The ability to parameterize a load test has a direct impact on the validity of your test results. The fact that many people do not perform parameterization and that many others are not completely sure of what parameterization means in the context of a performance test is the reason for my blog post today.
Parameterization refers to the ability of the tester to change various parameters in a load test on a just-in-time basis. The simplest example would be a test where each virtual user logs in to the tested application with a different UserID and Password. These UserIDs and passwords might be retrieved from a text file, a database table or they might even be auto generated by the load test software.
Parameterization does not refer to the capture of a session ID from one response, and passing it to the server on subsequent requests. This is referred to as correlation, but is sometimes confused with parameterization. Correlation is a complete topic on its own and will be discussed in a future blog post.
The first question is, “Why should I parameterize my tests?”
There are a number of reasons. Here are a few examples:
Your application might not allow a user to be logged on more than once simultaneously.
Through the use of different parameter values, you can avoid database caching.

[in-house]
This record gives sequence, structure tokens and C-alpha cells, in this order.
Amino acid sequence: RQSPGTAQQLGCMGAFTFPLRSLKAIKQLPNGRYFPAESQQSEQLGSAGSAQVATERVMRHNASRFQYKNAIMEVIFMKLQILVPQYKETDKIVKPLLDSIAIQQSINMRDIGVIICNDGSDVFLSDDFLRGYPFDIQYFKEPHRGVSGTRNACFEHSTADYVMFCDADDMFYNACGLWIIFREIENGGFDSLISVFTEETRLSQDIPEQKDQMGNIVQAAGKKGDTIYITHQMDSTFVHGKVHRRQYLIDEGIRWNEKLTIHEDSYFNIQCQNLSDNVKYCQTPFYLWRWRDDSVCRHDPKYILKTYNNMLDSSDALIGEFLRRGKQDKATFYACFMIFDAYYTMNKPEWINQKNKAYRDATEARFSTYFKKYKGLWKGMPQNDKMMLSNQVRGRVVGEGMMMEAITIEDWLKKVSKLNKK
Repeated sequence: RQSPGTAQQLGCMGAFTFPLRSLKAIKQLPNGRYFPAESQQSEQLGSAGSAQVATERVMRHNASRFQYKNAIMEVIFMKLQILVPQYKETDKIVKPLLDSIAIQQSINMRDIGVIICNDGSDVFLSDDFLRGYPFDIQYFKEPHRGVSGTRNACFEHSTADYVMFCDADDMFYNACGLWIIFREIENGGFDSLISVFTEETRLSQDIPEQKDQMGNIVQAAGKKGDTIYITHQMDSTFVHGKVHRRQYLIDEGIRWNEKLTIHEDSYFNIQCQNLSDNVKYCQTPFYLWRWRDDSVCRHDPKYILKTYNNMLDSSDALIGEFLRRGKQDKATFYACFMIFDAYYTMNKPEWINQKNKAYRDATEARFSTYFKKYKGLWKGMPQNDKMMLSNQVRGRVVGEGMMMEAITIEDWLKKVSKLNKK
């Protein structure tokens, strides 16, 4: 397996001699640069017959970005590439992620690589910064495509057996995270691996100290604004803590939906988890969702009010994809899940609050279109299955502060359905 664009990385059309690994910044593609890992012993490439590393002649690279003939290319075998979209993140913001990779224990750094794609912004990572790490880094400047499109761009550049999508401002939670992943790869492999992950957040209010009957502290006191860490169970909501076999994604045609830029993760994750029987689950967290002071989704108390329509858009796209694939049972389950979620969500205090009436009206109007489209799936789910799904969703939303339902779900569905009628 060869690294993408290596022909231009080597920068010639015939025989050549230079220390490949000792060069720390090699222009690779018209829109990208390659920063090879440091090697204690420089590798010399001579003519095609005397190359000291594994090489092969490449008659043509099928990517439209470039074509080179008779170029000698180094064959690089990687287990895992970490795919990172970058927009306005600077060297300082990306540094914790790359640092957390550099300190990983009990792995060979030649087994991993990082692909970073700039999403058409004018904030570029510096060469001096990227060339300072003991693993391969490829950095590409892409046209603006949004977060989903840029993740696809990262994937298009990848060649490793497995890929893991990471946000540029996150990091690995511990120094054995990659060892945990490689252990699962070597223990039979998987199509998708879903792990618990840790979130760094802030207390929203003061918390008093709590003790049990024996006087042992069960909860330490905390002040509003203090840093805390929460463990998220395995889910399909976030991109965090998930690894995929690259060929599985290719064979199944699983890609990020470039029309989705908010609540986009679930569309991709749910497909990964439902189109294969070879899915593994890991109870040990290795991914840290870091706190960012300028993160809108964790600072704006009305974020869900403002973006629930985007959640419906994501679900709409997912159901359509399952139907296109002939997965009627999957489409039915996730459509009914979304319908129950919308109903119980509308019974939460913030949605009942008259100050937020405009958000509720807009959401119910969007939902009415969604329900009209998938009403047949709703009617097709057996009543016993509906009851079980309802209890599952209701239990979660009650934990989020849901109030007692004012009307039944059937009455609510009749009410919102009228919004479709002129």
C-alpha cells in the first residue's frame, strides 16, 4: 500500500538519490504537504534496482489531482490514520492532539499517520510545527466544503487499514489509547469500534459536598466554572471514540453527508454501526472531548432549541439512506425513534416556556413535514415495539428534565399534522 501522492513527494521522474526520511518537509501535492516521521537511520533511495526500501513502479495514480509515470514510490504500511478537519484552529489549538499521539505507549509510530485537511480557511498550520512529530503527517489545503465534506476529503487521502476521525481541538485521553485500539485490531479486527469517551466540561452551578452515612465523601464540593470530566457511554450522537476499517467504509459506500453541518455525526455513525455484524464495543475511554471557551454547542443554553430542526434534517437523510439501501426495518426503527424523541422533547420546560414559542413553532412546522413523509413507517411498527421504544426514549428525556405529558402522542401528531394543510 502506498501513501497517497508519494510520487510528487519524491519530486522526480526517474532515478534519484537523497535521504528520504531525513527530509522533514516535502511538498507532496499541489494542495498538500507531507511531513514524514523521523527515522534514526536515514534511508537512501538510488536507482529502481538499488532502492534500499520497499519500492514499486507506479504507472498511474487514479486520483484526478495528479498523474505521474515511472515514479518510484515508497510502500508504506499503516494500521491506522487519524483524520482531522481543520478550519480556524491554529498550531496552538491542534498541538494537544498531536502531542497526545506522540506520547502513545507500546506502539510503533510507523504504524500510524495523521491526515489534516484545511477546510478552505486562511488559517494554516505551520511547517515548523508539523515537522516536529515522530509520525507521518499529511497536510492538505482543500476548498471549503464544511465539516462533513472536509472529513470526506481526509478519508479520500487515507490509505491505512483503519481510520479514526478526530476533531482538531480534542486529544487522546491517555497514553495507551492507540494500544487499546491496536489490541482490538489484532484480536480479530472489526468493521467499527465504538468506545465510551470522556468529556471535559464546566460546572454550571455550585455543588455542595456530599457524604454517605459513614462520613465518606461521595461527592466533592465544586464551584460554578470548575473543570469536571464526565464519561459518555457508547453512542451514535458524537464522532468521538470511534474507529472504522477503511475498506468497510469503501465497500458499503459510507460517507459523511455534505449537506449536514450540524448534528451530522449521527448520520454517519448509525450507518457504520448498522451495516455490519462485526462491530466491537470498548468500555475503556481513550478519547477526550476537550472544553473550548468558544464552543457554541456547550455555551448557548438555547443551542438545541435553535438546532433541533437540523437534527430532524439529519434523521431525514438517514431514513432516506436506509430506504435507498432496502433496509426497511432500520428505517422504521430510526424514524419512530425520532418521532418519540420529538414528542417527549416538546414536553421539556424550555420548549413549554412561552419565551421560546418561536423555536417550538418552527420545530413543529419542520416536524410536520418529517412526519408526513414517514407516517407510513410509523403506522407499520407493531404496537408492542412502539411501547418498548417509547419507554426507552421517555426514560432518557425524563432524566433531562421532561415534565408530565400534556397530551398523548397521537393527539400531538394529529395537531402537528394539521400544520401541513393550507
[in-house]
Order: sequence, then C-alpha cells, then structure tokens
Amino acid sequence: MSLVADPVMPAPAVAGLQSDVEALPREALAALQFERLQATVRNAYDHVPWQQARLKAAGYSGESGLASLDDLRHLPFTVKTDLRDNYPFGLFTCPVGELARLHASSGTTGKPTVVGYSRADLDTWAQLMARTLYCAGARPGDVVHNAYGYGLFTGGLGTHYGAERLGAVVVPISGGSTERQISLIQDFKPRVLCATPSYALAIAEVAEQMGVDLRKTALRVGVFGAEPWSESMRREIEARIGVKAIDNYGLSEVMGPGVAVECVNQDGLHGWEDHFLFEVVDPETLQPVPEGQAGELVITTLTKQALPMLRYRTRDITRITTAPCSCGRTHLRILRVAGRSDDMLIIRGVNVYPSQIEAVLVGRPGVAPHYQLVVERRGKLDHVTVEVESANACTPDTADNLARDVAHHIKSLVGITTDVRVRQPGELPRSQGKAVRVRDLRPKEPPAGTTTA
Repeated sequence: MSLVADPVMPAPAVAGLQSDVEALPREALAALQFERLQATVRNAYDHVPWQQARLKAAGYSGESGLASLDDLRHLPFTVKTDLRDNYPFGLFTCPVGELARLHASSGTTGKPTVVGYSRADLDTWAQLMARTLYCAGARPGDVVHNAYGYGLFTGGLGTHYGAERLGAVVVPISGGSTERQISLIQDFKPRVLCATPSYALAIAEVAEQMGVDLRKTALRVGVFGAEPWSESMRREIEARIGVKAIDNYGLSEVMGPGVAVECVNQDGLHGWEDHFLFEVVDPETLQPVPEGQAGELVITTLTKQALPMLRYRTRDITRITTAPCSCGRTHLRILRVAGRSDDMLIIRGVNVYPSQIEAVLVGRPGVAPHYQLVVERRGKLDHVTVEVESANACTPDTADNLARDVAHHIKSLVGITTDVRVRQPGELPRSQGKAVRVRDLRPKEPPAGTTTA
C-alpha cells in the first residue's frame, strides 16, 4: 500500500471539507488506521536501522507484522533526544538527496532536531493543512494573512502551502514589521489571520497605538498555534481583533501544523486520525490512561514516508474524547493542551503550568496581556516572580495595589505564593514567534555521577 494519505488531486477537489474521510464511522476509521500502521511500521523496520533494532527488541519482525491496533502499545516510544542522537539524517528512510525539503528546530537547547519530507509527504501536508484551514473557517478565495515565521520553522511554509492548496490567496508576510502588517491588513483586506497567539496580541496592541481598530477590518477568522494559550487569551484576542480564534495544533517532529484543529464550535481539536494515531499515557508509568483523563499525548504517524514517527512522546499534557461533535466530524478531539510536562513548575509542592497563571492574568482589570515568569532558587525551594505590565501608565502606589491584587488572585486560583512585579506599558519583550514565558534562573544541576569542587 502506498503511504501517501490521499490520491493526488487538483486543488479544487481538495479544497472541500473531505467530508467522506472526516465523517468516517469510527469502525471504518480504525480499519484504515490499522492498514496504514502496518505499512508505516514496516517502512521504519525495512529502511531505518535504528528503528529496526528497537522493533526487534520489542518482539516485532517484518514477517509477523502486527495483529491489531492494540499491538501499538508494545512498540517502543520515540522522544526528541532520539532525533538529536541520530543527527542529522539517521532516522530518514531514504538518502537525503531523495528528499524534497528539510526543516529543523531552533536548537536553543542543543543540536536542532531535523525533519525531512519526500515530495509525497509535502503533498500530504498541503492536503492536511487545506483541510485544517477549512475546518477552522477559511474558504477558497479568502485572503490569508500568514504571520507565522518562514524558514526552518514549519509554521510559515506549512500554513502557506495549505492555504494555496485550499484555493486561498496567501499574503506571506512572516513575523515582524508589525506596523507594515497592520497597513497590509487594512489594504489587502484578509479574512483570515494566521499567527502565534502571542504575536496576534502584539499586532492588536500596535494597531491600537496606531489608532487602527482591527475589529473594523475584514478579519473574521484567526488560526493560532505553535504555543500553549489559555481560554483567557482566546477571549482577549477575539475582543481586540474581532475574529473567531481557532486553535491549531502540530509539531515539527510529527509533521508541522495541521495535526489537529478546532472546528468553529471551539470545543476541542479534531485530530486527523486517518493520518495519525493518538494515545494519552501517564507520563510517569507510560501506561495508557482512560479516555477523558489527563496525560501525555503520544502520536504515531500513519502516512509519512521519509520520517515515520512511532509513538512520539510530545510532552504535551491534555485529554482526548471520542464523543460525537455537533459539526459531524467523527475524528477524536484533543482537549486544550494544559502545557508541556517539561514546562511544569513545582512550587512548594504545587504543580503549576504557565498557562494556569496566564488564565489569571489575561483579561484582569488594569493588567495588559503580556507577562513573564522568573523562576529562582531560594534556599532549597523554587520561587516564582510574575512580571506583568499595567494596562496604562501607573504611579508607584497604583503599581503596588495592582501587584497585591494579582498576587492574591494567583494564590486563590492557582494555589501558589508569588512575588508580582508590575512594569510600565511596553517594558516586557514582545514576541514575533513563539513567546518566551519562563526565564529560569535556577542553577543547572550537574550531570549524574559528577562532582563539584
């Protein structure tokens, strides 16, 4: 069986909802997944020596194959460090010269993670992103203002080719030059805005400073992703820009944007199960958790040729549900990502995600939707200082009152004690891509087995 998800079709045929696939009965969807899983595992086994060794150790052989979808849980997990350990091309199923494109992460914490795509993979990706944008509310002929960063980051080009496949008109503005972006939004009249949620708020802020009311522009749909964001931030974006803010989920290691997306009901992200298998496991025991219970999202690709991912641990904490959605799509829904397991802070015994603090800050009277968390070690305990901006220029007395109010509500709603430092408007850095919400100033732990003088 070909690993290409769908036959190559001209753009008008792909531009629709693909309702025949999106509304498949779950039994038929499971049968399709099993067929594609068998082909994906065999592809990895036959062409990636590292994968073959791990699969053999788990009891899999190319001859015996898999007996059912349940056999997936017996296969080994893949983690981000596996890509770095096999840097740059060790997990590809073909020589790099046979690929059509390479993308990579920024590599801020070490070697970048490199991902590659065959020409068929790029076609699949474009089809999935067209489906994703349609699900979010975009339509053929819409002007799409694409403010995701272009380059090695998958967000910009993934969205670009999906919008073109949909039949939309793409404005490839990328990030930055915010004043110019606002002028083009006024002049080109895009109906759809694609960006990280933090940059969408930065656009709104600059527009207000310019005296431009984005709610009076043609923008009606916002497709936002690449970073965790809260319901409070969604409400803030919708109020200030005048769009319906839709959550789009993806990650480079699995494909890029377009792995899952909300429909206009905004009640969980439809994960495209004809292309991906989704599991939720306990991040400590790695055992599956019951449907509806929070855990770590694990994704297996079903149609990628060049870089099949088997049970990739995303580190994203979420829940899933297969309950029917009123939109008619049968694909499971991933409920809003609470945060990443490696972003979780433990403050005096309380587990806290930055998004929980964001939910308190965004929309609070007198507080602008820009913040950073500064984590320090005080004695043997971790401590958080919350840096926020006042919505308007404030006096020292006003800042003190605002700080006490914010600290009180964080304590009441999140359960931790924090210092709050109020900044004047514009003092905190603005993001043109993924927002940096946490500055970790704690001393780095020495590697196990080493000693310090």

You might want to bring back multiple types of response data, and the type of response data might be a direct result of a parameter in the request.
Requests to a database table will do a much better job of testing your indexes if they are calling for, or are inserting, a wide variety of data.
It is more realistic for users to behave as individuals rather than as clones of each other.
The ability to parameterize your URLs makes it easy for you to run the same test against different environments. Rather than re-scripting the test, you can merely change one parameter value.
The next question is, “How do I go about performing this parameterization?” The answer to this question depends on the performance testing software that you employ. In some of these tools, you have to write the logic into the script, using the scripting language employed by the tool. In other tools, a wizard is provided which identifies eligible parameters, and provides automated ways to provide a number of different parameter values depending on your needs. The parameter values can be pulled from text files, they can be pulled from databases via ODBC, they can be generated by the software itself following a mask that you provide and can even, in some case, be lists of values that the software has built into its codebase.
So next time you are running a load test, utilize parameterization to get the most accurate data to improve the operation of your website.
For specific questions on utilizing parameterization in a load test please contact me firstname.lastname@example.org